Dear Rockadile. You're in luck! There's a crocodile in Hannah Montana: The Movie. It tries to eat Miley's little brother. But Disney's idea of a killer croc is probably a lot different than yours. There is a simple answer to this question in regards to the horror genre. When it comes to ravenous animals, you can pretty much only do it right once. Everything else is going to pale in comparison. That's why there is only one real Jaws. It's a simple story, and Spielberg knocked it out of the park. Check Great Whites off the list. Every other shark movie has sucked (though, I do dig Deep Blue Sea and its Tiger Sharks). The alligator/crocodile film has been attempted way too many times. In fact, there was a whole spat of them made in the 00s. There isn't much to them, and they all start to look the same after a while. The killer animal genre is riddled with cliches, and it's hard to create something new from its simplistic fabric. The croc gets flushed down the toilet. It grows to improbable sizes. And it eats everything in sight, including a baby and very cute dog. How much further can you go with that? Lewis Teague's 1980 classic Alligator is as accomplished an alligator/crocodile film as you could hope for. Even with advanced effects and new technology, it can't be beat for sheer thrills. My guess is, there are a lot of killer croc movies out there you still haven't seen. To quench this thirst, why not check out Primeval and Rogue, both released in 2007. Lake Placid [WS] and its sequel Lake Placid 2 [Unrated] are chock full of crocs. Tobe Hooper, director of The Texas Chainsaw Massacre has two under his belt with Crocodile and Eaten Alive. There's the sequel Crocodile 2: Death Swamp. And if you want to have some fun, why not check out Crocodile Hunter: Collision Course [WS Special Edition]. You know what? If they made any more horror movies with crocs in them, I think I would punch you in the face.

Hey, Paulington!

Whenever I find myself locked in a conversation about film, I like to pretend that most children's movies are actually high art. Just for fun, I like go on and on about the importance of something stupid just to get a reaction. Even though I don't believe what I am saying. I don't even like kid's movies all that much. But I will watch them just so I can make up theories about how they reflect society. Should I keep up this charade? Or should I actually find something constructive and interesting to talk about? - Signed, "Follow that Bird"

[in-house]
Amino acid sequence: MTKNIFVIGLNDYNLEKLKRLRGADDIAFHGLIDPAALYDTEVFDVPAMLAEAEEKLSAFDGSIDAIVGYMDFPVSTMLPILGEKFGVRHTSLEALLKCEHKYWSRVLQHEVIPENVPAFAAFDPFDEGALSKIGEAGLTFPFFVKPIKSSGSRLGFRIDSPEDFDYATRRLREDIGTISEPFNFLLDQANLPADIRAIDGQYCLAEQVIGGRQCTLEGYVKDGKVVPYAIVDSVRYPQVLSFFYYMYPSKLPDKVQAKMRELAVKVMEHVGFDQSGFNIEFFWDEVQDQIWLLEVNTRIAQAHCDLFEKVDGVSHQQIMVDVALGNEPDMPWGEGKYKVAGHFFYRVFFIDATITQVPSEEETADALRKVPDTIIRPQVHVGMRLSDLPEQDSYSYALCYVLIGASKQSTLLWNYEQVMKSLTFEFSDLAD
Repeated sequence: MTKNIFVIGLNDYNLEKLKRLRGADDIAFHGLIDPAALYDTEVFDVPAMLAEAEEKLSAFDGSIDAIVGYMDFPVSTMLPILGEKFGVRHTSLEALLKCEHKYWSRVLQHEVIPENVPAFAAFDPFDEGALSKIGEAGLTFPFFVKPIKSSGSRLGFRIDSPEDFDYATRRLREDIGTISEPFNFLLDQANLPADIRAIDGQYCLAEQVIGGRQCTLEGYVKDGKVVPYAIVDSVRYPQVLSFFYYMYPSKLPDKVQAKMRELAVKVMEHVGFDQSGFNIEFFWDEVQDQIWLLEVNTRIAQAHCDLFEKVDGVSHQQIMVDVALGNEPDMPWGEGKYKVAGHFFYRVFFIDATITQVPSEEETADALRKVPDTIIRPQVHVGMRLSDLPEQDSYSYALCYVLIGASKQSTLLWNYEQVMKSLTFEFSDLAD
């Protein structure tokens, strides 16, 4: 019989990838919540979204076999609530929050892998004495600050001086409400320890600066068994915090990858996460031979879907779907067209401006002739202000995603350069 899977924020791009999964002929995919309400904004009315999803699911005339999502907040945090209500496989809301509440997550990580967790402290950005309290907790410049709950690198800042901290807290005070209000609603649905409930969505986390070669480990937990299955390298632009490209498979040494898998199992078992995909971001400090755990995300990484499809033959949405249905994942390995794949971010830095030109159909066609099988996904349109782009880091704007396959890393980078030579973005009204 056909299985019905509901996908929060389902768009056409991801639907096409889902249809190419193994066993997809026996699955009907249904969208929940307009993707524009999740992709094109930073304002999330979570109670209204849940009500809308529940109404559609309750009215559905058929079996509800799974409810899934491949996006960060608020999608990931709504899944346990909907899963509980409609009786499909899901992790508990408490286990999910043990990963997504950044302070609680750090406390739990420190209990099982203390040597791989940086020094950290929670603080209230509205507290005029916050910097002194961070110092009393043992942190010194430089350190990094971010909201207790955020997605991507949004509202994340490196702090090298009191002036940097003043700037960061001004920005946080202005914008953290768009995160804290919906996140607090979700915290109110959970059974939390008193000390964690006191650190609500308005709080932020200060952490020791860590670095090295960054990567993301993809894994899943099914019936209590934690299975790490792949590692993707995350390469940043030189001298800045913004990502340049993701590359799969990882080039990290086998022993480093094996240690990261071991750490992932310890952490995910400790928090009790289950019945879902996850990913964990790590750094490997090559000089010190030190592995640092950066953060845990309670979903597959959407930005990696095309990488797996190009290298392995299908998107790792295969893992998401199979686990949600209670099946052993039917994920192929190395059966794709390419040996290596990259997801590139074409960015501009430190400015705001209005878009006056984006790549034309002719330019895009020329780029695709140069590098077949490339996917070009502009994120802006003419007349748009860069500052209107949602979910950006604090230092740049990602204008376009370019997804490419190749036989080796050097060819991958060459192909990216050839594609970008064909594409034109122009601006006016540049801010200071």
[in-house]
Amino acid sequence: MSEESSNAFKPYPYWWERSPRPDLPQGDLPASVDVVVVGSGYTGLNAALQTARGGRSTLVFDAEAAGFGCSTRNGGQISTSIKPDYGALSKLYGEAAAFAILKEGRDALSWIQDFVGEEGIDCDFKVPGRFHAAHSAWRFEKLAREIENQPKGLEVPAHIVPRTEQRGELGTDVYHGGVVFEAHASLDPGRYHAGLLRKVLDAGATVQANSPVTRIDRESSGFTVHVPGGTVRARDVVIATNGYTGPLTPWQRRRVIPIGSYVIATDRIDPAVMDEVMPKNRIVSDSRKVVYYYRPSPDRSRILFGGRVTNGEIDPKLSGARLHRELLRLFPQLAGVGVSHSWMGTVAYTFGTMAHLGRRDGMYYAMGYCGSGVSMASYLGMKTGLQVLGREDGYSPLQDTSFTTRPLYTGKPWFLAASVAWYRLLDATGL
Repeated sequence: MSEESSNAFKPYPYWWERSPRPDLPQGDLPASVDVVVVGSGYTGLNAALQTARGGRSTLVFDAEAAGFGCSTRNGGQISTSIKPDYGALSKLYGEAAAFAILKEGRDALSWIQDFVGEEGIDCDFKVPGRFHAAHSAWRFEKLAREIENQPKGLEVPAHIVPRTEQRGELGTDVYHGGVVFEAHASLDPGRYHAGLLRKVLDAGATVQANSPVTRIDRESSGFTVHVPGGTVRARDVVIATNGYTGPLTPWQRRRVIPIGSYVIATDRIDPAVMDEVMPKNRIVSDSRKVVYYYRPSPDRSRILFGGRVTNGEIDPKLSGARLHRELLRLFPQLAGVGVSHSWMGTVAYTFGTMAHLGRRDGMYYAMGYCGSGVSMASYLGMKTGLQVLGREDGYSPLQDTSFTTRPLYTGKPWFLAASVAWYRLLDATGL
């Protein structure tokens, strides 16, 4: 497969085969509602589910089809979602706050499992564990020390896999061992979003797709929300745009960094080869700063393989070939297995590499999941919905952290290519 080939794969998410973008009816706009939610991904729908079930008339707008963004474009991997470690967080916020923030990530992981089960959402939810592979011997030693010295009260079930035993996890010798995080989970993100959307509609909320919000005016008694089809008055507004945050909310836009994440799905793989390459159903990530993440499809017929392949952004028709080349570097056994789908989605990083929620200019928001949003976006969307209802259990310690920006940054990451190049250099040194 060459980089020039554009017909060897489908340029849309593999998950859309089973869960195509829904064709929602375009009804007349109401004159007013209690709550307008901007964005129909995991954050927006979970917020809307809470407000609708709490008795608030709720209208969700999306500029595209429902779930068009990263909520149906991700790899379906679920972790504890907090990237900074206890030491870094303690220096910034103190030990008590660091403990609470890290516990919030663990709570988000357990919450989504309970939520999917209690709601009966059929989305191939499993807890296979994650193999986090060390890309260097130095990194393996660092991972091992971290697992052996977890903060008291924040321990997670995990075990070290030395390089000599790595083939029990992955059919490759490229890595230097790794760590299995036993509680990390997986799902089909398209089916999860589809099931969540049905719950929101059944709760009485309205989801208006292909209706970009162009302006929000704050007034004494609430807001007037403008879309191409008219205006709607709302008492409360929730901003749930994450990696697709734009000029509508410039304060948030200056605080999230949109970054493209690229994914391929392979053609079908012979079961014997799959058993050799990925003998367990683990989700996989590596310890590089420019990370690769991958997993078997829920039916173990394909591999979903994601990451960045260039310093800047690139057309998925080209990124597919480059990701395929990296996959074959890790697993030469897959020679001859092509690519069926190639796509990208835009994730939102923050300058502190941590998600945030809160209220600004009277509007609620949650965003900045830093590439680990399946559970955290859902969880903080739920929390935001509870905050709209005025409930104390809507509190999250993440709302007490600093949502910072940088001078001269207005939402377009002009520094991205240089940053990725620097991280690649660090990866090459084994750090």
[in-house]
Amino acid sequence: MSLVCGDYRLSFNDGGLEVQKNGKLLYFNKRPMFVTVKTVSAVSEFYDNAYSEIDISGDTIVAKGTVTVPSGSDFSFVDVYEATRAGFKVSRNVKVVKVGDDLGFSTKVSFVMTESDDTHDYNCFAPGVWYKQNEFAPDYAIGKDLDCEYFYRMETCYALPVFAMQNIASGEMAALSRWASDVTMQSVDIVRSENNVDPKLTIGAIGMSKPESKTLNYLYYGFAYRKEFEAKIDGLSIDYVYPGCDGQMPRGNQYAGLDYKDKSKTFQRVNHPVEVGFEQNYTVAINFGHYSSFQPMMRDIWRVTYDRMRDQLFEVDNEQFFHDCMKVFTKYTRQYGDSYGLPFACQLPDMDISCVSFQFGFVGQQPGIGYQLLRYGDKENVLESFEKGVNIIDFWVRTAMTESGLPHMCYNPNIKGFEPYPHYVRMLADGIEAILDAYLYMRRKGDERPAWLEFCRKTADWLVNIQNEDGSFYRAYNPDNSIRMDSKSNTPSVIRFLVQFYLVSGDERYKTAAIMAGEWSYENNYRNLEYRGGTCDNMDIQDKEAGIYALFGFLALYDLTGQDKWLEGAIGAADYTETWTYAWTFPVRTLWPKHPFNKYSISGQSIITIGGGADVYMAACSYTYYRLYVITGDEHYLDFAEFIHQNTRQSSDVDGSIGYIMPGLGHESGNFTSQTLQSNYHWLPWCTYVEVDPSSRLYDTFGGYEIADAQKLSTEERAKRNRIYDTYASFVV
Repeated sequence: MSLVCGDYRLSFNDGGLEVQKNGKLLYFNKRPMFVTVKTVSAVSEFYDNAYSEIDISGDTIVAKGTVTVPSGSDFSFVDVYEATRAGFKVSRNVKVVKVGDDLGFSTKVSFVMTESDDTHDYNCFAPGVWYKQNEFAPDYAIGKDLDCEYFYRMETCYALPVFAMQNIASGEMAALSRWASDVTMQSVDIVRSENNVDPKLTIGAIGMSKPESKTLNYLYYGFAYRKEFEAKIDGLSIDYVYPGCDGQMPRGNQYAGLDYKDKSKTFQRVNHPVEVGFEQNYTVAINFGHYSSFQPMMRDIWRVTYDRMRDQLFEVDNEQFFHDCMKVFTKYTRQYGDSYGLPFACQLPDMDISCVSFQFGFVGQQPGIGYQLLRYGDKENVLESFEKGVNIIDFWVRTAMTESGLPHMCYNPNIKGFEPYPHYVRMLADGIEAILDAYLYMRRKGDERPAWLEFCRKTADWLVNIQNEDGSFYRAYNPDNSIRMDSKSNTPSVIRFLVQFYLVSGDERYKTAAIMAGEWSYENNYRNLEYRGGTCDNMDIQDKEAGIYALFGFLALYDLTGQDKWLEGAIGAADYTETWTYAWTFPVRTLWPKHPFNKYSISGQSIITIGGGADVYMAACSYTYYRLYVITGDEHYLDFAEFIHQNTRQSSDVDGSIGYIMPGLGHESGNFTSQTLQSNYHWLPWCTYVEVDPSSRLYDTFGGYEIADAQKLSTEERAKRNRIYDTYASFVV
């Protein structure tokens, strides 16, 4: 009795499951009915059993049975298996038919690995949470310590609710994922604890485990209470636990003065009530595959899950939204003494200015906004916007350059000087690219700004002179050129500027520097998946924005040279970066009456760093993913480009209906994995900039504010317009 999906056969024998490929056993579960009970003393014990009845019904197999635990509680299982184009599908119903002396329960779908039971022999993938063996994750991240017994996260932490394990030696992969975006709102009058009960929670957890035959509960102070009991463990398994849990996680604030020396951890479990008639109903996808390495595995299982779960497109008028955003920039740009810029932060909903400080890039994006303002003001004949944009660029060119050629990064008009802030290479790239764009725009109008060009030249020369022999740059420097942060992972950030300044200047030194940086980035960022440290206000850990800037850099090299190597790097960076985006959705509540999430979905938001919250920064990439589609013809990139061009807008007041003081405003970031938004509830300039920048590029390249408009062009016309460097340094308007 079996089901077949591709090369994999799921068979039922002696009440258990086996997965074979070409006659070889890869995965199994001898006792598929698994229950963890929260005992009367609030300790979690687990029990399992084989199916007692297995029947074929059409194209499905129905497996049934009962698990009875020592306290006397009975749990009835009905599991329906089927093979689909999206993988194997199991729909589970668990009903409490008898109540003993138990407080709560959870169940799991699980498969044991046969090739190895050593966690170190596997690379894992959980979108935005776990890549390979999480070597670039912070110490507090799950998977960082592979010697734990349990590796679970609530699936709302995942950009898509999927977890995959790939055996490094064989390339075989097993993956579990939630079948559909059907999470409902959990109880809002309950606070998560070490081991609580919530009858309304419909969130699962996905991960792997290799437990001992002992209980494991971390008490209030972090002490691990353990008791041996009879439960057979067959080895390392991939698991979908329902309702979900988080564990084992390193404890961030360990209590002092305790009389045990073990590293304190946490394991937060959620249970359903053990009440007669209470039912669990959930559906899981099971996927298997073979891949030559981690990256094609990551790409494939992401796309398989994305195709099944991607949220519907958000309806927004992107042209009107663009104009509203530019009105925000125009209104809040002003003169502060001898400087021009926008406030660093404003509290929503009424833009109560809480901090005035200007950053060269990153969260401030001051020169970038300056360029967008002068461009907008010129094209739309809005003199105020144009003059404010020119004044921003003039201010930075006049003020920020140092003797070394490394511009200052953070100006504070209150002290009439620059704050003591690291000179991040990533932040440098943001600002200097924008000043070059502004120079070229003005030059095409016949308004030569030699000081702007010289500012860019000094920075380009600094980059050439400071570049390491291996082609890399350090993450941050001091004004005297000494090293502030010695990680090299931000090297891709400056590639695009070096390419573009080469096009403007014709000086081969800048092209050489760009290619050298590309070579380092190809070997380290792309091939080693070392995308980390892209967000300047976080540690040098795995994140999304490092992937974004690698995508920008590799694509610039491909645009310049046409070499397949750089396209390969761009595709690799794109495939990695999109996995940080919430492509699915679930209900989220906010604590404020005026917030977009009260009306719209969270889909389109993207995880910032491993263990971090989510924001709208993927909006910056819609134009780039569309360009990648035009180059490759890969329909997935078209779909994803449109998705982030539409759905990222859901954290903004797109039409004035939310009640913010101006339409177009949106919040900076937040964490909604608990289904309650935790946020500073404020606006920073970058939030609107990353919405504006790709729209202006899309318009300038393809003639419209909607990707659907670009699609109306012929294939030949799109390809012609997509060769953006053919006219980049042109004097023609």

You sound like a straight up poser. Does it entertain your friends? Do you get something worthwhile out of it? Most kids' movies are quite subversive. If done right, they can contain important social commentaries and worthwhile metaphors about the perils of life and all it has to offer. Take Monsters Inc. for example. Did you know that film is actually about gay parenting and adoption? There's more to most Pixar films than meets the eye, and all of them contain some sort of universal message of hope and social injustice. Sure, there's crap, like Jonas Brothers: The 3D Concert Experience, that don't offer much on the surface. But even that lax Disney film, with its foaming fire hoses, contains sexual metaphors and keen commentary on the plight of the average teenager. It's all a Rorschach test, really. If you truly want to impress your friends, why not buy a book on film theory, and then apply it to whatever crappy film you might be watching. They will be impressed if you can keep the argument up. It all depends on you. People that talk too loudly about thematic context in public are usually giant douches. If you're in on the joke, and just trying to get a reaction, it could go either way. You might still come off as an idiot, though. Your friends are probably laughing behind your back, and you don't even know it. Start talking about alternative coaching techniques whenever the subject of film comes up. That should throw everyone else off their game.

Well, that's it kids. In the next couple of weeks, this will be a regular column here. So send your questions about love, life, and the movies to:

Hey, Paulington!

We will return to our regularly scheduled Boos! next week. Until then: Eat Food! Kill Grandma! Whoop-doo!

B. Alan Orange at Movieweb
B. Alan Orange